investment, and energy efficiency through collaboration.
The OASIS Energy Market Information Exchange
Technical Committee [16] is working in collaboration with
others to define exactly that interoperable communication of
energy price and product definition.
Taking advantage of the cross-cutting nature of price in the
Smart Grid enables new products and more effective
deployment of existing products by allowing the players in
the Smart Grid to collaborate.
This cross-cutting need was anticipated by the GridWise
Architecture Council in its Interoperability Framework;
price represents business context and shared meaning of
content in the GridWise Architecture Council Stack [7].
To satisfy these requirements in an enterprise-to-enterprise
(or if you prefer, Business-to-Business) world, a group of
experts have created the OASIS Energy Market Information
Exchange Technical Committee, or EMIX [16].
We think of this work as a micro-standard, one that exists to
be composed with and included in information exchanges
for other standards. Schedule and schedule semantics [17]
[18] will be used in a similar way, as part of payloads for
messages and as information exchanged. A third example is
the OASIS UnitsML (units-of measure markup language)
work in progress [19].
The charter for the EMIX TC addresses many of the issues
we have discussed in this paper. The TC started work in
October 2009, and expects to produce draft specifications in
early 2010.
As with all OASIS Technical Committee work, the
intermediate drafts, minutes, and email communication
among the group is archived and is publicly visible on the
web as soon as it is created.
Other projects are anticipated to use the EMIX
specifications as they progress, including the OASIS Energy
Interoperation Technical Committee [12] which is focusing
on interoperation for Demand-Response and Distributed
Energy Resources (see also NIST Priority Action Plan 9
[1] “Report to NIST on the Smart Grid Interoperability
Standards Roadmap” (Contract No. SB1341-09-CN-0031—
Deliverable 7), June 17, 2009, available at
[2] NIST Smart Grid Priority Action Plan 3: Common
Specification for Price and Product Definition,
[3] Galvin Electricity Initiative,
[4] Lawrence Berkeley National Laboratory and Akuacom,
“Open Automated Demand Response Communications
Specification (Version 1.0)”, Prepared for California Energy
[5] Burns, Martin J, Considine, Toby, Cox, William, and
Hardin, David, Pricing Requirements, NIST Collaborative,
[6] NIST Building-to-Grid Domain Expert Working Group,
[7] GridWise
[8] Considine,
[9] Cox, William, and Considine, Toby, Architecturally
Significant Interfaces of the Smart Grid, Grid-Interop 2009.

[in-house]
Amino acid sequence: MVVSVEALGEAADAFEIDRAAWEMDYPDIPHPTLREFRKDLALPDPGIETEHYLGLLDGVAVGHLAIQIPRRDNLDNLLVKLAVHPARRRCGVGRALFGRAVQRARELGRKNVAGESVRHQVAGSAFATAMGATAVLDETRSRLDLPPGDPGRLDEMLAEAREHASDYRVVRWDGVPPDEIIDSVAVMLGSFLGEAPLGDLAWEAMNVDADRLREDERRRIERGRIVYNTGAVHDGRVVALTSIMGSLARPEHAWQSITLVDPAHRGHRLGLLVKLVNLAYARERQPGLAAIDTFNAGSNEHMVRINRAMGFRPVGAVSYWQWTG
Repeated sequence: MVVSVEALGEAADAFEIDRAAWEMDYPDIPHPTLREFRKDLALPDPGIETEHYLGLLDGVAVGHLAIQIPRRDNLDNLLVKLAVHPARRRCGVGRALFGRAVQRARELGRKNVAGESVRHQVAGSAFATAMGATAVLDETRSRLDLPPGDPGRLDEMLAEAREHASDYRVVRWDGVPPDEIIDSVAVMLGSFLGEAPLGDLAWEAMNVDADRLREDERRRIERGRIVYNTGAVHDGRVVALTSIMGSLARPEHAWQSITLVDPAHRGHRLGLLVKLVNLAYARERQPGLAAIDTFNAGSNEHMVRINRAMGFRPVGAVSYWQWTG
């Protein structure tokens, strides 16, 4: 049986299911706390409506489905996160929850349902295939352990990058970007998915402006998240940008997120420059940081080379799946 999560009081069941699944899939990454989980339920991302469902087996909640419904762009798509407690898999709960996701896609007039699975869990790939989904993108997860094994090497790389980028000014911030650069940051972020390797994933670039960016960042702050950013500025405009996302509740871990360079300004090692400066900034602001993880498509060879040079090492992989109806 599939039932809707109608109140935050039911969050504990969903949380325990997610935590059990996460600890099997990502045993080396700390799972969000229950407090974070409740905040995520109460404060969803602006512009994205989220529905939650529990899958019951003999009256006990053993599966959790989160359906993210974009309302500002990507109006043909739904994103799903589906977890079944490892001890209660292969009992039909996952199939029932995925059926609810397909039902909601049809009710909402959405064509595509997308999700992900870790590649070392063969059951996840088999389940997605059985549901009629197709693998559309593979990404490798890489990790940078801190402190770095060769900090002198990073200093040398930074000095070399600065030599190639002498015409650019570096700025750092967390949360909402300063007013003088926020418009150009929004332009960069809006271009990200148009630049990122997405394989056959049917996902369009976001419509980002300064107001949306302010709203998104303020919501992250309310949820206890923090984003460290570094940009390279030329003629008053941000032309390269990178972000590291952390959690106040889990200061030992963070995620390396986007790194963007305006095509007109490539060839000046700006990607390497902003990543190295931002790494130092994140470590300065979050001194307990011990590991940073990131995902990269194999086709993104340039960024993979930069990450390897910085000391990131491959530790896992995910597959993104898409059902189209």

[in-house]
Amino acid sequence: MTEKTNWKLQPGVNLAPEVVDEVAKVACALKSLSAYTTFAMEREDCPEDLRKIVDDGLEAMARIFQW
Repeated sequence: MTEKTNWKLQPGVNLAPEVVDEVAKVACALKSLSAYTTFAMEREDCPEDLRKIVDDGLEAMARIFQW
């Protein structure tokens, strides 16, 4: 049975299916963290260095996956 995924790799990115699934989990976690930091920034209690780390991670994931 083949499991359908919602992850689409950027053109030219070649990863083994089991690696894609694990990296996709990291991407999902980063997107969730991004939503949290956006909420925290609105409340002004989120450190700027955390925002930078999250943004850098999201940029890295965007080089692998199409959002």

[10] Section 3 of reference [1].
[11] Brodbeck, Martin, Building a Connected Enterprise,
[12] OASIS Energy Interoperation Technical Committee
Home Page,
[13] Cox, William, Achieving the Smart Grid Vision, NIST
Smart Grid Workshop Keynote, April 28, 2009.
[14] Cox, William, and Considine, Toby, Smart Loads and
Smart Grids—Creating the Smart Grid Business Case, GridInterop 2009.
[15] NIST Smart Grid Priority Action Plan 10: Standard
Energy Usage Information,
[16] OASIS Energy Market Information Exchange
Technical Committee Home Page,
[17] NIST Smart Grid Priority Action Plan 4: Common
Scheduling Mechanism,
[18] OASIS WS-Calendar charter (in process)
[19] OASIS UnitsML Technical Committee Home Page,
[20] NIST Smart Grid Priority Action Plan 9: Standard DR
[21] Internet
specification, RFC 5545,
guidelines, and the interim roadmap and framework
Bill is co-chair of the OASIS Energy Interoperation and
Energy Market Information Exchange Technical
Committees, and an elected member of the OASIS
Technical Advisory Board, where he advises the Board and
membership of the leading XML and Web services
standards organization in the world.
Bill has developed enterprise product architectures for Bell
Labs, Unix System Labs, Novell, and BEA, and has done
related standards work in OASIS, ebXML, the Java
Community Process, Object Management Group, and the
IEEE, typically working the boundaries between technology
and business requirements.
He earned a Ph.D. and M.S. in Computer Sciences from the
University of Wisconsin-Madison.
Toby Considine is a recognized thought leader in applying
IT to energy, physical security, and emergency response. He
is a frequent conference speaker and provides advice to
companies and consortia on new business models and
integration strategies.
Toby has been integrating building systems and business
processes for longer than he cares to confess. He has
supported and managed interfaces to and between buildings,
cogeneration plants, substations, chilled water plants, and
steam and electrical distribution. This work led to Toby’s
focus on standards-based enterprise interaction with the
engineered systems in buildings.
Toby has been chair of the OASIS oBIX Technical
Committee. oBIX is an unencumbered web service designed
to interface between building systems and e-business. He is
an elected member of the OASIS Technical Advisory
Board. He is active on the NIST Smart Grid Domain
Experts Groups and works to promote applying information
technology to buildings with groups such as buildingSmart
Before coming to the university, Mr. Considine developed
enterprise systems for technology companies, apparel
companies, manufacturing plants, architectural firms, and
media companies old and new. Before that, Toby worked in
pharmaceutical research following undergraduate work in
developmental neuropharmacology at UNC.
William Cox is a leader in commercial and open source
software definition, specification, design, and development.
End Notes
He is active in the NIST Smart Grid interoperability efforts,
including the Domain Expert Working Groups. He
contributed to the NIST conceptual model, architectural
Recent or historic price history can guide our present and
future actions by enabling prediction of future price.
We focus on actionable information. This suggests that if
carbon characteristics are used they should not be in a form
that is indeterminate or may take months or years to close.
Used by such personal scheduling software as Microsoft
Outlook and Apple iCal.